Receptor-interacting protein kinases 1 and 3 (RIPK1/3) have best been described for their role in mediating a regulated form of necrosis, referred to as necroptosis. During this process, RIPK3 phosphorylates mixed lineage kinase domain-like (MLKL) to cause plasma membrane rupture. RIPK3-deficient mice have recently been demonstrated to be protected in a series of disease models, but direct evidence for activation of necroptosis in vivo is still limited. Here, we sought to further examine the activation of necroptosis in kidney ischemia-reperfusion injury (IRI) and from TNFα-induced severe inflammatory response syndrome (SIRS), two models of RIPK3-dependent injury. In both models, MLKL-ko mice were significantly protected from injury to a degree that was slightly, but statistically significantly exceeding that of RIPK3-deficient mice. We also demonstrated, for the first time, accumulation of pMLKL in the necrotic tubules of human patients with acute kidney injury. However, our data also uncovered unexpected elevation of blood flow in MLKL-ko animals, which may be relevant to IRI and should be considered in the future. To further understand the mode of regulation of cell death by MLKL, we screened a panel of clinical plasma membrane channel blockers and we found phenytoin to inhibit necroptosis. However, we further found that phenytoin attenuated RIPK1 kinase activity in vitro, likely due to the hydantoin scaffold also present in necrostatin-1, and blocked upstream necrosome formation steps in the cells undergoing necroptosis. We further report that this clinically used anti-convulsant drug displayed protection from kidney IRI and TNFα-induces SIRS in vivo. Overall, our data reveal the relevance of RIPK3-pMLKL regulation for acute kidney injury and identifies an FDA-approved drug that may be useful for immediate clinical evaluation of inhibition of pro-death RIPK1/RIPK3 activities in human diseases.
The prevention of necrosis represents a major unmet clinical need1. Loss of function of necrotic cells and the immunogenicity of damage-associated molecular patterns drive autoimmunity, ischemic, and toxic organ damages and cancers2. The recent understanding of necrosis as a series of regulated cell death pathways (necroptosis3,4, ferroptosis5, pyroptosis6,7 and others) allows targeting of necrosis. Necroptosis is the best studied pathway of regulated necrosis and is mediated by RIPK1-mediated activation of RIPK38,9,10. One of these target proteins, mixed lineage kinase domain like (MLKL), is required for necroptosis11,12. However, different RIPK3-targets have recently been demonstrated to contribute to immune modulation in an RIPK3-dependent, but MLKL-independent manner13,14. It is therefore unclear if necroptosis or RIPK3-activation independent of cell death modulates the immune system and explains the protective effects of RIPK3-deficient mice in ischemic injury and other diseases, such as the TNFα-mediated shock (SIRS) or ischemia-reperfusion injury (IRI).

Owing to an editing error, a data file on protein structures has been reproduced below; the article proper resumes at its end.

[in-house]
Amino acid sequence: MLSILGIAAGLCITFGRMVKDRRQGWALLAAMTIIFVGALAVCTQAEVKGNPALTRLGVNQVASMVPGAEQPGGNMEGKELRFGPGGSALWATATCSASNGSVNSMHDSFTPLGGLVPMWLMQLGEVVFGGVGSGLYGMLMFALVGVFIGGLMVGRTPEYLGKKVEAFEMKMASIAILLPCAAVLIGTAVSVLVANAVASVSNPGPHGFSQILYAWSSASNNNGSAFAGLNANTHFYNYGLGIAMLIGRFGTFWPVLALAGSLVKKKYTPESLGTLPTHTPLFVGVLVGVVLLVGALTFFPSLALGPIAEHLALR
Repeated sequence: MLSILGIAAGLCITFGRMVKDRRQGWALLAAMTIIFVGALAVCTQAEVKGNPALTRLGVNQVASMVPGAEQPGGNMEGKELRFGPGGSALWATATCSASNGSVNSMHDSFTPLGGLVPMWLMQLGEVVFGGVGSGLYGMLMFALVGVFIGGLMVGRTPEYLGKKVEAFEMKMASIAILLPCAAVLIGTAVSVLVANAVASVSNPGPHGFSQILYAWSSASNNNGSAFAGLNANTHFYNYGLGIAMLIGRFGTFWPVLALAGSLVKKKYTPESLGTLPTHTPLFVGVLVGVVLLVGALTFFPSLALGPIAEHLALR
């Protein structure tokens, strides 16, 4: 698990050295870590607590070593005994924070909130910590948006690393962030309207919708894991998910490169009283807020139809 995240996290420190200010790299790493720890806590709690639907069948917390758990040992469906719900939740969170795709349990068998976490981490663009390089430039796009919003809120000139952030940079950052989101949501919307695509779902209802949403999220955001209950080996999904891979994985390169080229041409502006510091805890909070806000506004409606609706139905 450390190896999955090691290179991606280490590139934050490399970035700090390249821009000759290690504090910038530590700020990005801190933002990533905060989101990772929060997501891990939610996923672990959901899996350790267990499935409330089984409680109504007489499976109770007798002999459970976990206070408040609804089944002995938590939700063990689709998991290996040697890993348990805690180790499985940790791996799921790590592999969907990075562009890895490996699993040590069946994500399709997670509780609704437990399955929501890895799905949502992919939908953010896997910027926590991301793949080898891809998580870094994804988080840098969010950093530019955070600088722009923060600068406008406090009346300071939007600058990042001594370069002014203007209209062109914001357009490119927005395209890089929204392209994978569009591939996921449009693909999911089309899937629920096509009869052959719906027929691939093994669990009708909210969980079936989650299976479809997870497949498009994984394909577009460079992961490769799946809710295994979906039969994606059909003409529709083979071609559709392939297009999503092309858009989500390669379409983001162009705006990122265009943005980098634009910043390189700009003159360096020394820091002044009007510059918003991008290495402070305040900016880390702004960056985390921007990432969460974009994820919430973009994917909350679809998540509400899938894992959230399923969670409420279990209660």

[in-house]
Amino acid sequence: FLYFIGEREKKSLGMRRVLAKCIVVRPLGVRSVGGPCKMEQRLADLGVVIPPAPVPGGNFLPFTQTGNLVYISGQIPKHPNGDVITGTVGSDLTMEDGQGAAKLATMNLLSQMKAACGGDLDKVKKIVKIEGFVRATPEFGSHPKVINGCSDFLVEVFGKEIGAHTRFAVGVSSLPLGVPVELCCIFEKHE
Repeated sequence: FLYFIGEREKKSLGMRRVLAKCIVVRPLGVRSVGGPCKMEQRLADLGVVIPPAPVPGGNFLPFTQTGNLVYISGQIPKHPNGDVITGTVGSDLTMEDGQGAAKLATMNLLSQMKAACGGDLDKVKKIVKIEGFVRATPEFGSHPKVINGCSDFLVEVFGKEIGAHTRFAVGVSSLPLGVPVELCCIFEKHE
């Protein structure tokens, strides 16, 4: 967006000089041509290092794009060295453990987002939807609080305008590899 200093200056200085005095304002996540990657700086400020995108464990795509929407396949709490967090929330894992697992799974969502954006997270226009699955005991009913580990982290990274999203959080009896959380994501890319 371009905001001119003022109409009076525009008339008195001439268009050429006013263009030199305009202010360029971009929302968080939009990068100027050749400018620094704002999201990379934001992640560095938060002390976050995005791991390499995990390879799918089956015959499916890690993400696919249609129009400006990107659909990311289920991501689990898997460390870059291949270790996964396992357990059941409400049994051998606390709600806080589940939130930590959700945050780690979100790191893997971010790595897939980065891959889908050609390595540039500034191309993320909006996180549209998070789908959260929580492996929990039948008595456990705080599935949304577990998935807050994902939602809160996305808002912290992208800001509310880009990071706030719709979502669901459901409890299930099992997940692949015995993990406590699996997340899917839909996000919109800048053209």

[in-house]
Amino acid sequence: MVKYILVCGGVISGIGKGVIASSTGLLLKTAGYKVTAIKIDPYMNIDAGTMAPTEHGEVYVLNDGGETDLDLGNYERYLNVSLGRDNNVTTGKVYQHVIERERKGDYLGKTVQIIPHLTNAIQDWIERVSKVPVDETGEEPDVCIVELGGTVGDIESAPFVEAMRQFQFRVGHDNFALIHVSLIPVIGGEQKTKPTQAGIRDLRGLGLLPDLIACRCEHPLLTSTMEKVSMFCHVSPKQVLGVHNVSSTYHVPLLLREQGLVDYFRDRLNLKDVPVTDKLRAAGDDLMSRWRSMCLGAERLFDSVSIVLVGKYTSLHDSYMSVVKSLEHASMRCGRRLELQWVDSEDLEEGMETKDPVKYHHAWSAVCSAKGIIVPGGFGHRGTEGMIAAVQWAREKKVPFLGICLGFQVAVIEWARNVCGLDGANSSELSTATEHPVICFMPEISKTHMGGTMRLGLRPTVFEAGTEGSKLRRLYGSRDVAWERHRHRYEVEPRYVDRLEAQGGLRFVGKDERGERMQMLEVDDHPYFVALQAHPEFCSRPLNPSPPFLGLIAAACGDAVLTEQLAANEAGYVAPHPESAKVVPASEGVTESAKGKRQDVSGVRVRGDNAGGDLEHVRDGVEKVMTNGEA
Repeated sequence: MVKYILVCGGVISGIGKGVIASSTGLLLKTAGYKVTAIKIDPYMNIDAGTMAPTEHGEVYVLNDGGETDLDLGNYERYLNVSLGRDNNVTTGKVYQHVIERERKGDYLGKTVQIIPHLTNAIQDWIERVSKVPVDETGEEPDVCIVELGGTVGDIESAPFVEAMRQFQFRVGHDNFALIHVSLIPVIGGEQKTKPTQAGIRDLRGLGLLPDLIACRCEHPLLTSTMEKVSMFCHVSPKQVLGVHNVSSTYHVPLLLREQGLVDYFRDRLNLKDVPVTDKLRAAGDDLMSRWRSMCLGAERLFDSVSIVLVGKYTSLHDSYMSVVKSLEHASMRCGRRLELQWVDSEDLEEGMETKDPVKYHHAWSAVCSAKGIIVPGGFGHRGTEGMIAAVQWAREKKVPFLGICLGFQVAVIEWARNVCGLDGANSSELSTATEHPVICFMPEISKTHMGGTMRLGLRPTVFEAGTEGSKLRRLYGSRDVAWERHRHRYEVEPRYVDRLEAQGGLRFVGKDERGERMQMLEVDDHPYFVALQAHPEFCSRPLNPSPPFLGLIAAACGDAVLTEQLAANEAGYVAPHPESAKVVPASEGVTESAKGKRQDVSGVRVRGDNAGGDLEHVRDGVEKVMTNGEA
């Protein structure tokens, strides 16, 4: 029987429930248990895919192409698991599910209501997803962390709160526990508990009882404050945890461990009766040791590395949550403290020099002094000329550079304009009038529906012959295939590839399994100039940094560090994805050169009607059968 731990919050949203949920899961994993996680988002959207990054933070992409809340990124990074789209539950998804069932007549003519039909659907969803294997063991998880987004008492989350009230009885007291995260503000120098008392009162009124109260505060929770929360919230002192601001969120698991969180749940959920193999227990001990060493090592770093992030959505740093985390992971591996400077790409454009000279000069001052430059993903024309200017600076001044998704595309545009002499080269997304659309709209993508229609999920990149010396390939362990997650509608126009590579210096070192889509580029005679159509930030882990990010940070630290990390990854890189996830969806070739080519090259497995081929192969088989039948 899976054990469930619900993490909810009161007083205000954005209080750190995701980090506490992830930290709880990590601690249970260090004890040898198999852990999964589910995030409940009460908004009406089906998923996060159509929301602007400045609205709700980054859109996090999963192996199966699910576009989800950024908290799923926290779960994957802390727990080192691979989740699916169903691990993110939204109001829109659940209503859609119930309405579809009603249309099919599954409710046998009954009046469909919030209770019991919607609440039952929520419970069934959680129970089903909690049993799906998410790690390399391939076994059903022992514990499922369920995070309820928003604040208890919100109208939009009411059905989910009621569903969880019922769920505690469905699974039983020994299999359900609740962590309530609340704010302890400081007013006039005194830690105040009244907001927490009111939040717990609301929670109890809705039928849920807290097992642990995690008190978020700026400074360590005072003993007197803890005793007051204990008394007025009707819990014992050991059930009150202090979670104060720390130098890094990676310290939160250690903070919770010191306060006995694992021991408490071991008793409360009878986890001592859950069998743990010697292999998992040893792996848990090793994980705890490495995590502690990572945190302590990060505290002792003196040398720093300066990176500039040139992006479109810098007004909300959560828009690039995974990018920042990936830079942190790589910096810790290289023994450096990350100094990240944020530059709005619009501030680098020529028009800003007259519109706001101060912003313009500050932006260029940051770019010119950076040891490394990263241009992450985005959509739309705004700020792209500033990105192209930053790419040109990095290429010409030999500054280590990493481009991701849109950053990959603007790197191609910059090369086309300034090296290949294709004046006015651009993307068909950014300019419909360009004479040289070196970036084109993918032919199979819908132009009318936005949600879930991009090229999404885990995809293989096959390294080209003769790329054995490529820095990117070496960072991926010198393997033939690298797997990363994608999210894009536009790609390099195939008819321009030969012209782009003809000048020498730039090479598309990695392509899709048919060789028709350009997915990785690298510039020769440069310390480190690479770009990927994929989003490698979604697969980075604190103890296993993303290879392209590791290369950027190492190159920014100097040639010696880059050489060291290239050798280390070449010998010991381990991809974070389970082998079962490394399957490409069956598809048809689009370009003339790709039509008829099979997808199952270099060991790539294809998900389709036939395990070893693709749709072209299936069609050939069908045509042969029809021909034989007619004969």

Here, we employed MLKL-deficient mice to demonstrate that necroptosis, and not cell death independent functions of RIPK3, contribute to renal IRI and SIRS. In a small-scale screen for plasma membrane channel inhibitors, we found the anticonvulsant phenytoin to prevent necroptosis in vitro and in vivo, potentially offering a therapeutic opportunity for the interference with necroptosis. Finally, we directly detected pMLKL positivity in human biopsy samples obtained from acute kidney injury (AKI) patients and thereby support the pathophysiological evidence for necroptosis in humans.
MLKL-deficient mice exhibit prolonged survival following TNFα-induced shock
RIPK3-deficient mice have been reported by us and others to be partially protected from SIRS induced by intravenous injection of recombinant TNFα15,16, but it remained unclear which downstream RIPK3 target mediates this protection. Fig. 1a demonstrates that MLKL-deficient mice phenocopy the partial protection of RIPK3-ko mice. Interestingly, MLKL-deficient mice exhibited a significantly different level of protection not only when compared with wild-type mice, but also in comparison with the RIPK3-ko animals. However, as most of these mice die, the protective effect of the MLKL-ko mice is much less protected than RIPK1-kinase dead knock-in mice17,18,19, or caspase-8/RIPK3-dko mice20.
MLKL-deficient mice phenocopy the protection from ischemia-reperfusion injury observed in RIPK3-deficient mice
Human AKI is characterized by various morphologically different forms of tubular necrosis (Figure S1), and targeting necrosis may be of particular benefit for patients suffering from AKI. To study the best characterized mode of regulated necrosis, necroptosis, we knocked down RIPK3 or MLKL from murine kidney cells (MCTs) and found protection from necroptosis induced by TNFα/TWEAK/Interferon-γ in the presence of the pan-caspase inhibitor zVAD-fmk (Fig. 1b, c). In addition, in a well-established model of murine IRI, MLKL-deficient mice exhibited less structural damage (Fig. 1d, e) and less severe functional AKI (Fig. 1f, g) when compared with wild-type mice. Given the previously observed protection of RIPK3-ko in renal IRI21, we included RIPK3-deficient mice into this study. Similar to the results in the SIRS model (Fig. 1a), we documented a trend towards superior protection in MLKL-ko mice in histology, renal damage scores, and functional markers of AKI such as serum creatinine (Fig. 1d, e, g). However, this trend reached statistical significance in the case of serum urea concentrations (Fig. 1f). These data indicate that MLKL mediates necroptosis in SIRS and renal IRI and suggest that RIPK3-dependent, MLKL-independent effects are of minor importance in these models.